Todd Monken rejected the NY Jets OC offer, interviewed for the Bucs

NY Jets, Todd Monken
NY Jets, Todd Monken / Joshua L. Jones / USA TODAY NETWORK

The NY Jets officially hired longtime NFL assistant and former Denver Broncos head coach Nathaniel Hackett to be their new offensive coordinator on Thursday, but he likely wasn't their top option.

The Jets were reportedly interested in a number of high-profile candidates, but they weren't able to secure interviews. One such candidate was University of Georgia offensive coordinator Todd Monken.

uSTADIUM reported on Friday that the Jets "spoke to Monken" this offseason before he indicated that he wasn't interested in the Jets' job. This report came out the same day that it was reported that Monken would interview for the Tampa Bay Buccaneers' offensive coordinator position next week.

This is the third known candidate to reject an interview with the Jets after Darrell Bevell and Bill Callahan, although Monken is a bit different. Bevell and Callahan turned down offers from other teams. Monken clearly had interest in a return to the NFL.

He just wasn't interested in the Jets' job.

The NY Jets struggled to attract offensive coordinator candidates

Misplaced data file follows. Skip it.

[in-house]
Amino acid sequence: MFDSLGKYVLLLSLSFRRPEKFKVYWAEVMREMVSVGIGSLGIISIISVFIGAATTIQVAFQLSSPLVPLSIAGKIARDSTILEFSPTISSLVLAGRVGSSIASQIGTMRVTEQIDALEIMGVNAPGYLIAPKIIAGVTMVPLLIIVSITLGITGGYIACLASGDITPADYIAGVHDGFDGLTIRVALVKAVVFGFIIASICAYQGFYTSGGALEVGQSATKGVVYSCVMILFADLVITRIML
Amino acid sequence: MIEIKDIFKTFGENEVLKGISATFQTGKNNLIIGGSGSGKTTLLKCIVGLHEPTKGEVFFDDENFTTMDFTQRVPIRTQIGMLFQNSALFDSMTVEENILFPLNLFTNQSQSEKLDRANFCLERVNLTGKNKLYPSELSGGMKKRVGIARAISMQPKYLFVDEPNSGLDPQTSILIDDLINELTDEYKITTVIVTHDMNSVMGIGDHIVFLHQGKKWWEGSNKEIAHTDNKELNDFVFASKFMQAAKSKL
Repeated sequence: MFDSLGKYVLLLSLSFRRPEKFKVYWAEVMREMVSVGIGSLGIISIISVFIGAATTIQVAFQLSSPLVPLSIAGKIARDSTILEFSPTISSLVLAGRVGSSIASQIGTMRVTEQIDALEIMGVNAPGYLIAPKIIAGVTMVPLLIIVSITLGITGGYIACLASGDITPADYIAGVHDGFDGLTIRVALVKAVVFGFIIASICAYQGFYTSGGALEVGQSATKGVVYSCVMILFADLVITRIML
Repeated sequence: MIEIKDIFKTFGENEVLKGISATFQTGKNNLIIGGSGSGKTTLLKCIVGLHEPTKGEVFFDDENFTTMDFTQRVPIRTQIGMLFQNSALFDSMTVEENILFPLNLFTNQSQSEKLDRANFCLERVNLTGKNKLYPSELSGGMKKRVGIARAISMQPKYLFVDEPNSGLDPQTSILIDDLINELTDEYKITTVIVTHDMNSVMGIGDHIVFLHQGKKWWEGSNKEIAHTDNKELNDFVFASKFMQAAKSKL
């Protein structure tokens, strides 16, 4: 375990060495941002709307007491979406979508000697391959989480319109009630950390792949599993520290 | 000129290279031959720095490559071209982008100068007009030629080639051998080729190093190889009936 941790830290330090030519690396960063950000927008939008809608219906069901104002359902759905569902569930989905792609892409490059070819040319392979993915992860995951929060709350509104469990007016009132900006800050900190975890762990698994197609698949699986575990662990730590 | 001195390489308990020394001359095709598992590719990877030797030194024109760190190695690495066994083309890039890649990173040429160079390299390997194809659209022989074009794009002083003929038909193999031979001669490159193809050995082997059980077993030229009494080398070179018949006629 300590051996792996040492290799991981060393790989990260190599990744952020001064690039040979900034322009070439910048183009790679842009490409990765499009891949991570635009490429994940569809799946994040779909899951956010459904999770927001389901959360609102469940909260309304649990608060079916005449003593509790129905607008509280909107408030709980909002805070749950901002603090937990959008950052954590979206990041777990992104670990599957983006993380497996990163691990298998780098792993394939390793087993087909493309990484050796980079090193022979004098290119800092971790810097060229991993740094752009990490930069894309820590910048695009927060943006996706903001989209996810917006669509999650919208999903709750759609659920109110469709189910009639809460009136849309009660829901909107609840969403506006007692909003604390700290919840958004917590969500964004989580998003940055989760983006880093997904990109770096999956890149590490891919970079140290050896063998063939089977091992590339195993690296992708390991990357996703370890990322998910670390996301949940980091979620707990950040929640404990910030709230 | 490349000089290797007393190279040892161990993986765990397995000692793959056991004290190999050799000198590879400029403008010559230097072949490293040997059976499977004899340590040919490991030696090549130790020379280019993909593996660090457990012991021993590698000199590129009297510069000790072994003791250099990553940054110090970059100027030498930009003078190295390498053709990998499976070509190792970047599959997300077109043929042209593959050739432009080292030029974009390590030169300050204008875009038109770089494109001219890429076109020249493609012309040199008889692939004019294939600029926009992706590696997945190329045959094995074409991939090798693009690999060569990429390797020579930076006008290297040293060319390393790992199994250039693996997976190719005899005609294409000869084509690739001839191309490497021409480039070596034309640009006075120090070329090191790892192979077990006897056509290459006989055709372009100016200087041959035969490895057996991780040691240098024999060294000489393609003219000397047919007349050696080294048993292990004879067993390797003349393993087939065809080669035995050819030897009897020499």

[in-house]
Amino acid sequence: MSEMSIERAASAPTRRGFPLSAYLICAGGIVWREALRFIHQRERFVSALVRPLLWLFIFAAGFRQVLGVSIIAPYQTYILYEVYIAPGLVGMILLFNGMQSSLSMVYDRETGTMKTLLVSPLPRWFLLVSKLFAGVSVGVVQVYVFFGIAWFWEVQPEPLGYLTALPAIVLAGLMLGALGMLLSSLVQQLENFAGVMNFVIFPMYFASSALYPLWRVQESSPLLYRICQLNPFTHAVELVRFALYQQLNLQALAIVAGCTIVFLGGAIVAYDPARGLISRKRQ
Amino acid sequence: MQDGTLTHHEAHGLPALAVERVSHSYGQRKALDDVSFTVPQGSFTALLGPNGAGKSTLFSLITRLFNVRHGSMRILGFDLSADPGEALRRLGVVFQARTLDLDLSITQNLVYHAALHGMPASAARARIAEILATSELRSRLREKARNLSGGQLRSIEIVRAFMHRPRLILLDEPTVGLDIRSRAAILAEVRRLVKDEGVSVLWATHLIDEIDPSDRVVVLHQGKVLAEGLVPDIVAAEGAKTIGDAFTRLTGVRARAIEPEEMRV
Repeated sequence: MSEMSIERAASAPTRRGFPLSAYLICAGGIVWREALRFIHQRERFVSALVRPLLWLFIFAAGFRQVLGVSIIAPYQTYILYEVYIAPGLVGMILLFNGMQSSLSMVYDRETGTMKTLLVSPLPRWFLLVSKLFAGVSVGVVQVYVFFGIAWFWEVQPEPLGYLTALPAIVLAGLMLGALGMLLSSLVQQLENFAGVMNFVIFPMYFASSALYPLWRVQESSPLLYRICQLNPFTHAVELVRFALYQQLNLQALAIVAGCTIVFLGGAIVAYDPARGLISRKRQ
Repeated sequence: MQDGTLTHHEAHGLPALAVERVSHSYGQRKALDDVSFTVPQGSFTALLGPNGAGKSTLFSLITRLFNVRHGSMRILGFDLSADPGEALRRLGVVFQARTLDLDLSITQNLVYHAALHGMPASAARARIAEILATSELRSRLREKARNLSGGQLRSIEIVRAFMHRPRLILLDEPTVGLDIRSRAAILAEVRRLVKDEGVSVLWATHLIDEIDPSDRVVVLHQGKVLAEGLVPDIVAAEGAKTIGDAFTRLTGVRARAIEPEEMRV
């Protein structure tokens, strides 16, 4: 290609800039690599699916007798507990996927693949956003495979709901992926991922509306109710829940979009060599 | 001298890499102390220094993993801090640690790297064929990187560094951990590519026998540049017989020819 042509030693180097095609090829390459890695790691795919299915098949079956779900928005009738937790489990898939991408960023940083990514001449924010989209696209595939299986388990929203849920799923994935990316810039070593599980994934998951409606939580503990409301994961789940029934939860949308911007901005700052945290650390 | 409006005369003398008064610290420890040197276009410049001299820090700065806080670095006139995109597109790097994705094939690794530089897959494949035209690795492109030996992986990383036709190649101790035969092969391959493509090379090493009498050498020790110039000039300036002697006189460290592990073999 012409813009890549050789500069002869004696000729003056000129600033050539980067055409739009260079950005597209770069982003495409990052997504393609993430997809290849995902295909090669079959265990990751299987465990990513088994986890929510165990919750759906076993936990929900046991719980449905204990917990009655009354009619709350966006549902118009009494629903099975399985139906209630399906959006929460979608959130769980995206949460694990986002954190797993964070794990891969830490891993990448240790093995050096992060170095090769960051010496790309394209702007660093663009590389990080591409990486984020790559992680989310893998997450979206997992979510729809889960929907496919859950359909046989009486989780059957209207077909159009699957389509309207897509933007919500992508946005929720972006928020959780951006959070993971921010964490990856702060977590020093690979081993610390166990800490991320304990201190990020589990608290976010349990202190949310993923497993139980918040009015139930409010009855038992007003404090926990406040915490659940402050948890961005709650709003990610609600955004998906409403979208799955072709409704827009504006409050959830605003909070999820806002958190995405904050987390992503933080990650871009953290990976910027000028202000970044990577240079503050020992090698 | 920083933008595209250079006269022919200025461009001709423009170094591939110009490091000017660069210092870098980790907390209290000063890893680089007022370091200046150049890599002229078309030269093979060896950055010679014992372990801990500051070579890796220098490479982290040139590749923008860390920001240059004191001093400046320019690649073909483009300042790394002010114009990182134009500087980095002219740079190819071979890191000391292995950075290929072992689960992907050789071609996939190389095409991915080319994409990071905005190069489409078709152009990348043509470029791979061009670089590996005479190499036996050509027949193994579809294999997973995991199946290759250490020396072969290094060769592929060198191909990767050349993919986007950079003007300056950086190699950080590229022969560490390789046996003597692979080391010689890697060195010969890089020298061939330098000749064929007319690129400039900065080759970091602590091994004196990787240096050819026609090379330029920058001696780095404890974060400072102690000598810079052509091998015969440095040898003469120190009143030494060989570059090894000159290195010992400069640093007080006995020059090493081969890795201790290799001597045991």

It's been no secret that the Jets' offensive coordinator job was among the least desirable destinations in the NFL. The biggest reason for this was due to a lack of job security.

If the Jets fail to reach the playoffs next season, there's a good chance that everyone is fired — offensive coordinator included. That's not an appealing landing spot for prospective coaches.

Monken knows this all too well. The former Buccaneers assistant was a hot commodity on the coaching market and nearly landed a head coach job with the Jets a few offseasons ago.

After nearly missing out on head coach jobs, Monken joined the ill-fated Freddie Kitchens staff in Cleveland as the team's new offensive coordinator. That position would last just one year as Kitchens was fired following a disastrous 2019 season.

Monken left the NFL to join Georgia the following year, possibly in an effort to rehab his image after his stint in Cleveland went south. It wouldn't make any sense for Monken to risk his coaching reputation again with the Jets.

The Jets would have loved coaches like Frank Reich, Monken, or even Bevell and Callahan to consider taking the job, but it takes two to tango. No matter how you slice it, the Jets had to settle for Hackett. He was the "best" of an underwhelming selection of candidates.

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That was the unfortunate reality of their situation. Monken's refusal is further proof of the issues the Jets faced during their most recent coaching cycle.